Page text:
Bernanke Testimony

Wednesday, March 28, 2007 | 10:49 AM

Ben Bernanke is testifying on "The economic outlook" before the Joint Economic Committee, U.S. Congress (Text of speech here).

As we noted last week in FOMC Statement, Revised for Reality, the Fed is vey much aware of the box they are in.

Here's the highlights from BB's testimony:

• Economic growth in the United States has slowed in recent quarters to an annual rate of roughly 2 percent.

• The principal source of the slowdown in economic growth has been the substantial correction in the housing market.

•  The near-term prospects for the housing market remain uncertain; Developments in subprime mortgage markets raise some additional questions about the housing sector. 

• Turmoil in the subprime mortgage market has created severe financial problems for many individuals and families, and the implications of these developments for the housing market as a whole are less clear.

•  Business spending has also slowed recently. Expenditures on capital equipment declined in the fourth quarter of 2006 and early this year.  

• The weakness in housing and in some parts of manufacturing does not appear to have spilled over to any significant extent to other sectors of the economy.  

• Outside the United States, economic activity in our major trading partners has continued to grow briskly.

• Although core inflation seems likely to moderate gradually over time, the risks to this forecast are to the upside.

Lastly, the risks to this forecast:

"This forecast is subject to a number of risks. To the downside, the correction in the housing market could turn out to be more severe than we currently expect, perhaps exacerbated by problems in the subprime sector. Moreover, we could yet see greater spillover from the weakness in housing to employment and consumer spending than has occurred thus far. The possibility that the recent weakness in business investment will persist is an additional downside risk. To the upside, consumer spending--which has proved quite resilient despite the housing downturn and increases in energy prices--might continue to grow at a brisk pace, stimulating a more-rapid economic expansion than we currently anticipate."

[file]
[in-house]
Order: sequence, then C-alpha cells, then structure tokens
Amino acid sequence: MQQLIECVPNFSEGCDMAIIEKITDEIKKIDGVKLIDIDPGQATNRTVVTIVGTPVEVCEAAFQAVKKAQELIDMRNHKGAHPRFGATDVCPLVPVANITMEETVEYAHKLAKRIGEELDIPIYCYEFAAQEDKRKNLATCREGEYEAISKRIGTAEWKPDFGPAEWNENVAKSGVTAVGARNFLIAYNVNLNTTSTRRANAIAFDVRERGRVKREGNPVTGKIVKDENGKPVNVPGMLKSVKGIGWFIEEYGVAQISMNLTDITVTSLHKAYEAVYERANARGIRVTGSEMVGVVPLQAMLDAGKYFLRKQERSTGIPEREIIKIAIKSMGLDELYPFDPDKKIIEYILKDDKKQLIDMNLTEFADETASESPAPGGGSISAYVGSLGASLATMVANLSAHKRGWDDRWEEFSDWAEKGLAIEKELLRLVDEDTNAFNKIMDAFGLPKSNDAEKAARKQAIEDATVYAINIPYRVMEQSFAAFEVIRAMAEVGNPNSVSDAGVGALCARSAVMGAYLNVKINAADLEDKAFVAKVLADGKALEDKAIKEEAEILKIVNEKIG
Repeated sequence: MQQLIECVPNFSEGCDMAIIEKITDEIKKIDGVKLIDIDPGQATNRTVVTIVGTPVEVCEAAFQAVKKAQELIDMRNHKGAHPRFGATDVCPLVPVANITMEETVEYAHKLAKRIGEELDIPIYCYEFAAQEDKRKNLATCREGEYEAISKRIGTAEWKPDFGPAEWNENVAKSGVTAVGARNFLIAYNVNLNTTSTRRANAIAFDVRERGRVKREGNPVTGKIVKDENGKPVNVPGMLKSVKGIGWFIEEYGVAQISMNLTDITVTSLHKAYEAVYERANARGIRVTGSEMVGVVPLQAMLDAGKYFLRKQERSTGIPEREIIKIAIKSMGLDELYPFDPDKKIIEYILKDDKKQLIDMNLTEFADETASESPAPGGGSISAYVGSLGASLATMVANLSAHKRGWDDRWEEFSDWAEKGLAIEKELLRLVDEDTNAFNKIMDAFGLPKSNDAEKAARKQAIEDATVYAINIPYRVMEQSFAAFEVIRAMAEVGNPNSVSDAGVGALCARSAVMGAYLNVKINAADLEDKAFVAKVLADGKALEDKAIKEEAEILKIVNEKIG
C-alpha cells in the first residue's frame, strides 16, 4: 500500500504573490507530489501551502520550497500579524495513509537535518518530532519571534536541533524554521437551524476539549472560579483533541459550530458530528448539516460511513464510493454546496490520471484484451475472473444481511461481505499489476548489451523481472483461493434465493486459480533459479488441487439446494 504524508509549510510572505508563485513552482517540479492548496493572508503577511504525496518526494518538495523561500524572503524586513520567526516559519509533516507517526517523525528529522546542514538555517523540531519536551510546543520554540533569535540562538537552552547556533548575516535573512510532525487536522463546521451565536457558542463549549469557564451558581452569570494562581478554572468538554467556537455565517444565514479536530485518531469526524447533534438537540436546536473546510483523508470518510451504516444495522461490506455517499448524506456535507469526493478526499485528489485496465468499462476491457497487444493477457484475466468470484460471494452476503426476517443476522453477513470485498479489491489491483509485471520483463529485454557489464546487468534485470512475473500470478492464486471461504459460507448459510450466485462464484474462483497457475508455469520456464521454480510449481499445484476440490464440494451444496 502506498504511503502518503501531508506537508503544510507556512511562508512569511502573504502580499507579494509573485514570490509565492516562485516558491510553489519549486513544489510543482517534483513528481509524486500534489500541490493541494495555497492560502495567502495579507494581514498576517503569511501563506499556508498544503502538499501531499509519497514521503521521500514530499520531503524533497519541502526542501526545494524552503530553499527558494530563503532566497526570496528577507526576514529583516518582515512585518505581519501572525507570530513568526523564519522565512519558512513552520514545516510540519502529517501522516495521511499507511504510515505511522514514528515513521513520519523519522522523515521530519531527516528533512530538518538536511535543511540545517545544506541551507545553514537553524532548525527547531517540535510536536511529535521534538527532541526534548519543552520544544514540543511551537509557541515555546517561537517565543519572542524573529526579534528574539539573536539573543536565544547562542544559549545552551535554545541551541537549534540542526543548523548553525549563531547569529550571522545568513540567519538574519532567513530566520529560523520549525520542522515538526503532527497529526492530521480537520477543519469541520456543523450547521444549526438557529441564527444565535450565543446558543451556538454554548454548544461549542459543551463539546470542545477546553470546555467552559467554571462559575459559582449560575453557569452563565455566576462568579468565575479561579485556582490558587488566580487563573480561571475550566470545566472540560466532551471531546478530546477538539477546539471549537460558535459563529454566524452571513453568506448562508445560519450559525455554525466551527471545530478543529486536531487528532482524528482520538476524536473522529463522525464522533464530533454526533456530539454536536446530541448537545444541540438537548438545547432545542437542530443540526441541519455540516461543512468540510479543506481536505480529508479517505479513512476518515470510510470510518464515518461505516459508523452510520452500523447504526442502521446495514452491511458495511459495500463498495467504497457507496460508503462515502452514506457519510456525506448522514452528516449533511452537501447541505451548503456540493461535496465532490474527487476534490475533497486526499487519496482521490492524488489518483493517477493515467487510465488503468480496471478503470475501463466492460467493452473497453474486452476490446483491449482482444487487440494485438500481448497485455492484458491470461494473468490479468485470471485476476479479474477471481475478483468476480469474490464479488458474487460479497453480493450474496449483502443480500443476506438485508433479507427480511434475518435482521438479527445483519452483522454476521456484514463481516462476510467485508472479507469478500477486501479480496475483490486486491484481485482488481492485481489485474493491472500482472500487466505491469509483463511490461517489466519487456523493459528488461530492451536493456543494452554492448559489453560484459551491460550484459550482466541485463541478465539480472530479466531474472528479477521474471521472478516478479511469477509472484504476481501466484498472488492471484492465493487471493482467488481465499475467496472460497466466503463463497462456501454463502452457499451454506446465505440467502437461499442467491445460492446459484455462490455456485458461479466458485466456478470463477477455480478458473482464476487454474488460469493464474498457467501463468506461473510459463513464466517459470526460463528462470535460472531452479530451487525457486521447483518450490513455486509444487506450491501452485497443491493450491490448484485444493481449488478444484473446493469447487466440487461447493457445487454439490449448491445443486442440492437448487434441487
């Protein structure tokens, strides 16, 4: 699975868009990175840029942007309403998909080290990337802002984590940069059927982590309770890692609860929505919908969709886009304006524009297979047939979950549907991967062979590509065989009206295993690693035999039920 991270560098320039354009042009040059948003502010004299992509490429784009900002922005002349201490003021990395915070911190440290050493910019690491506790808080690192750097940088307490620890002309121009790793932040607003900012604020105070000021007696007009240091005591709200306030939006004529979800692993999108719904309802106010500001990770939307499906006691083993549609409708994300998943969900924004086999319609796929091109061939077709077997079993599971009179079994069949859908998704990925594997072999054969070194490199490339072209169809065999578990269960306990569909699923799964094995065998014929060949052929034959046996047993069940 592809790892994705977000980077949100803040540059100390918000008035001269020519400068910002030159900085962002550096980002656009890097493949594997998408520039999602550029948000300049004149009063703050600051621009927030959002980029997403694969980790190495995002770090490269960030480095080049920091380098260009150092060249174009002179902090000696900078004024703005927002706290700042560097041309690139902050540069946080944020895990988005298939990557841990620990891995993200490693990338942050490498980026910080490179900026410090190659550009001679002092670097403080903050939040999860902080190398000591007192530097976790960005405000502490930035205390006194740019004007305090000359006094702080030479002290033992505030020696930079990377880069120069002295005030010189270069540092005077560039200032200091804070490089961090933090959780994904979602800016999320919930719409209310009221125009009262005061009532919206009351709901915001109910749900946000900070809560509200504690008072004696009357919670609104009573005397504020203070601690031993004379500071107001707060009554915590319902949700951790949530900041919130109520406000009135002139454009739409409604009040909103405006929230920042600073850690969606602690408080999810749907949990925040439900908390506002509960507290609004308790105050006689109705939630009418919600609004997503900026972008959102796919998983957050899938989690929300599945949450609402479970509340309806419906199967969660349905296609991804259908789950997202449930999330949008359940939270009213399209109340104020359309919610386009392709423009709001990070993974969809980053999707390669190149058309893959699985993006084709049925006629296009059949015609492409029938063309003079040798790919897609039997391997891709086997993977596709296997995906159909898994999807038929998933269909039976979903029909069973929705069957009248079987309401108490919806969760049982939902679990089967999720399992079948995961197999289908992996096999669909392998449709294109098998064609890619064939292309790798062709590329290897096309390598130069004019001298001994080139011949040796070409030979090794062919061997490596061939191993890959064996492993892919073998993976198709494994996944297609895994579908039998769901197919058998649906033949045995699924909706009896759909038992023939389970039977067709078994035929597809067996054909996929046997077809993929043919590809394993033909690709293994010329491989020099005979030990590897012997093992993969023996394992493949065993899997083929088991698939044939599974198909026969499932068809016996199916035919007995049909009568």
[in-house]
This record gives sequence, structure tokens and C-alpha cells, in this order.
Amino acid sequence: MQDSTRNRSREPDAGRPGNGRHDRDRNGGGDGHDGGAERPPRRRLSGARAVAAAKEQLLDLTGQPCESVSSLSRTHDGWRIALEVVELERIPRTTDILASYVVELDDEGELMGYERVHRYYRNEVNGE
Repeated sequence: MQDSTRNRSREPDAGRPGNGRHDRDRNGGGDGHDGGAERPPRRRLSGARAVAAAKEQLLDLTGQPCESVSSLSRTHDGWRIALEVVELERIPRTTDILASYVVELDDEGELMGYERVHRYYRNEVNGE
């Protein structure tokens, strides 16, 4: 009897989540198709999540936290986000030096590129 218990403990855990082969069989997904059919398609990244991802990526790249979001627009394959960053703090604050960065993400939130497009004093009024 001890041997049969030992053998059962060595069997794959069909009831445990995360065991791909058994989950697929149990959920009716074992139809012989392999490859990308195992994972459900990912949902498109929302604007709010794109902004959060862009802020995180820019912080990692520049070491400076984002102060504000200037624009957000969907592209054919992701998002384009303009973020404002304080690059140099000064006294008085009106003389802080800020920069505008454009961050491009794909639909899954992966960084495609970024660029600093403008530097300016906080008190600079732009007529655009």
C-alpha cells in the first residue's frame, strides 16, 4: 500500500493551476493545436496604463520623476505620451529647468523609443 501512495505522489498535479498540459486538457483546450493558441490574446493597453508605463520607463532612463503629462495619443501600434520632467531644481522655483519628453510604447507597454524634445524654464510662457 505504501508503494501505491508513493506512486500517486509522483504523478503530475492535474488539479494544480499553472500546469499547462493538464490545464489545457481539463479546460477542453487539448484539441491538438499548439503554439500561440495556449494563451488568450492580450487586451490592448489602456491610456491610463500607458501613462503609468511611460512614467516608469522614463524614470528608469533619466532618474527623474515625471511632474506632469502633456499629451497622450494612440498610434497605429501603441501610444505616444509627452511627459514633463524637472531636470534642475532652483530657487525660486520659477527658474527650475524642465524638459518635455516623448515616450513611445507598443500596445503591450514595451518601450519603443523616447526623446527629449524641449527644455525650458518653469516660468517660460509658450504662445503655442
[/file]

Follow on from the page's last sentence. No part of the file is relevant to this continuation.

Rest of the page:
This testimony makes clear (to me at least) drew precisely the wrong conclusion from the FOMC statement last week. Bernanke is now correcting that error via this speech.

Thanks for coming by! We'll see y'all agin real soon!


Update II March 28, 2007 2:40 pm

Bloomberg is even more stark:

Bernanke Keeps `Inflation Bias,' Sees Growth Risks
Craig Torres and Scott Lanman
Bloomberg, March 28 2007


Update March 28, 2007 11:09 am

WSJ has an update:

"Federal Reserve Chairman Ben Bernanke said Wednesday that despite risks to both growth and inflation, the current stance of policy remains the right one to foster sustainable U.S. economic growth and a gradual easing of price pressures.
[Ben Bernanke]

That suggests that despite recent signs of subpar economic growth, the Fed isn't inclined to lower rates anytime soon, especially with underlying inflation, in Mr. Bernanke's words, "uncomfortably high."

"To date, the incoming data have supported the view that the current stance of policy is likely to foster sustainable economic growth and a gradual ebbing of core inflation," Mr. Bernanke said in prepared testimony to the Joint Economic Committee of Congress.

-Bernanke Expects Sustainable Growth


The economic outlook
Before the Joint Economic Committee, U.S. Congress
Testimony of Chairman Ben S. Bernanke
March 28, 2007

Bernanke Expects Sustainable Growth
Doesn't See Subprime Turmoil Spreading

March 28, 2007 10:53 a.m.

Wednesday, March 28, 2007 | 10:49 AM | Permalink | Comments (34) | TrackBack (0) add to | digg digg this! | technorati add to technorati | email email this post



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Feb Durable Goods were weaker than expected following the big drop in Jan. The headline # was up 2.5% vs the consensus of 3.5% and ex transports fell .1% vs an expected gain of 1.8%. The Jan # ex transports were down 4%, revision left unch. Non Defense Capital Goods ex Aircraft were down 1.2% following a 7.4% decline in Jan (revised from -6%). This pure capital spending # is now down 4 out of the last 5 months so notwithstanding healthy corporate balance sheets, companies are very reluctant to invest in light of the changing economic landscape. Actual shipments of durable goods, which gets directly plugged into GDP, was down .8% following a decline of 1.5% in Jan. GDP could print below 2% for Q1.

Posted by: Peter | Mar 28, 2007 11:03:06 AM

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